Sramana: How did you fund Mega Drive Systems?
Alex Bouzari: With the few dollars that we received from licensing our previous companies technology, as well as some of our credit cards. We worked 16-hour days. We designed the product, wrote the data sheets, and sold them to customers ourselves. In 1988 we managed to generate a couple hundred thousand dollars of revenue. We focused on the government and data security as our application space. In 1989 we passed 1$.5 million in revenue and we broke even by that time.
The company scaled without external funding. We got the company to roughly 40 million dollars in revenue and had a couple hundred people working for us. We did all of this without VCs by focusing on the government sector through the mid-1990s, although eventually we did start selling into some media companies. The media industry was starting to move from analog to digital. They put video content on a removable hard drive to take with them from location to location.
We essentially had a lifestyle company. In 1995 and 1996, we did $40 million in revenue. We saw it plateau in the $40 million range. It was nice because we were profitable each and every year. We did not have to rely on outside funding and deal with those complexities. Our customers were doing cool things with our products, and we were having fun. By 1997 we realized our business was not going to grow much further. We had to make a decision to either go full bore into significantly upgrading the technology or take the manufacturing path to lower our costs in order to get into higher-volume, lower-margin business.
We spent about six months thinking through the decision. We were technology people, so manufacturing and cost efficiency were not really appealing to us. We decided to take the technology and improve upon it. Our customers told us that they had very powerful computers but they did not have high-performance data storage. Everybody was complaining about it, so we felt we should do something there.
From 1997 to 1998 we took a systematic approach and spent a lot of time talking to the Department of Defense, the Department of Energy, and various universities that did simulations. We realized there was an opportunity to develop a data storage product that can deliver significant bandwidth in order to take advantage of the computer intensive processing being done by our customers. We knew if we could develop the technology that we would have a market. We felt that a product like that would be our path to building a $100 million company. It would still be a lifestyle company, but it would be better than a $40 million company.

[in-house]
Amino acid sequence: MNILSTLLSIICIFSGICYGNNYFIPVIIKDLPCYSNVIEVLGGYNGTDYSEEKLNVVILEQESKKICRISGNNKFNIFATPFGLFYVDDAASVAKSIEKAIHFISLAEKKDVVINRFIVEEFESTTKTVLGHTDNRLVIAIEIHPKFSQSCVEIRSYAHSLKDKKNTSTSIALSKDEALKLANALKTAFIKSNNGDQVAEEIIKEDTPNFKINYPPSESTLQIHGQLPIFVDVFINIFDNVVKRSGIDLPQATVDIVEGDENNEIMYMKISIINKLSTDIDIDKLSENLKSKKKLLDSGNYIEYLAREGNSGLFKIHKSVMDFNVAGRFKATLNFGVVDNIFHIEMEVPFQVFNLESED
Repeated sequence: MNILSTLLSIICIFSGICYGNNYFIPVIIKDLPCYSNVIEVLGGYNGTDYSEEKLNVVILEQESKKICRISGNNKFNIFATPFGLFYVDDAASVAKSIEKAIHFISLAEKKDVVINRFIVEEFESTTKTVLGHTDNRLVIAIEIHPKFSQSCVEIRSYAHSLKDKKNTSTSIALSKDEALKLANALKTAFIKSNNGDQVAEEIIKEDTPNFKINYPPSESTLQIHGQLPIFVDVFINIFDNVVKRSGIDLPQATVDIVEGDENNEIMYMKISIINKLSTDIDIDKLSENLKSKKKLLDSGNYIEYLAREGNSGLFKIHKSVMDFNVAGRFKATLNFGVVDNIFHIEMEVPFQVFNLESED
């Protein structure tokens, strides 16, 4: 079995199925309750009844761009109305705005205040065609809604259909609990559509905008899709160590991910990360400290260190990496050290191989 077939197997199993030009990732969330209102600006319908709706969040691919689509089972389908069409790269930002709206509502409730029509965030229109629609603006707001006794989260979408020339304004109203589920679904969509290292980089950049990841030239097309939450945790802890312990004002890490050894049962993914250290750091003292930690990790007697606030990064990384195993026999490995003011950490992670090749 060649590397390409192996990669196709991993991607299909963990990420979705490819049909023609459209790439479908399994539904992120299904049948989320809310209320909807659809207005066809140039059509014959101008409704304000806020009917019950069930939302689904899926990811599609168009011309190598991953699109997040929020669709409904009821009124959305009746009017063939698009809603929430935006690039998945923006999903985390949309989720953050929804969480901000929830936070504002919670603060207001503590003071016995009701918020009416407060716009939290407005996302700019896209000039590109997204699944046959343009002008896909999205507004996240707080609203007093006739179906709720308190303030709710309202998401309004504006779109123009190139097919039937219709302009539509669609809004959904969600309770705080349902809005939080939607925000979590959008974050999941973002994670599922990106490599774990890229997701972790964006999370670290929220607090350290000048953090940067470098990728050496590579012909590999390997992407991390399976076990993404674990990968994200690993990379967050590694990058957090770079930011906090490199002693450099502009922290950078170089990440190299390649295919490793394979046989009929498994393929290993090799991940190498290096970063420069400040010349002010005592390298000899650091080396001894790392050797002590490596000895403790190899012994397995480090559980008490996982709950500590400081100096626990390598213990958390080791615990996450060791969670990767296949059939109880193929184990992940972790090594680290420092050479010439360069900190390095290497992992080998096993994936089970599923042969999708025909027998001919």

We expanded the engineering team and from late 1997 through 2000 we developed the technology necessary to give us the ability to really ingest very large amounts of data at high performance, store that data, and make it available to users. We had to do everything from scratch because nothing necessary was available. We had to develop a real-time operating system which resided in an appliance that we had to create. We had to do ASIC and FPGA work which we had never done before.
Our first customer was NASA, and they remain a customer today. Getting that product developed required all of the remaining savings that we had. In 2001 we felt we had to do some outside funding to be able to sustain the company because it was going to take us some time to scale the product and we still had additional engineering work. We did a Series A, which we closed in late 2001. We raised $12 million, and we realized shortly thereafter that VCs and entrepreneurs have different agendas.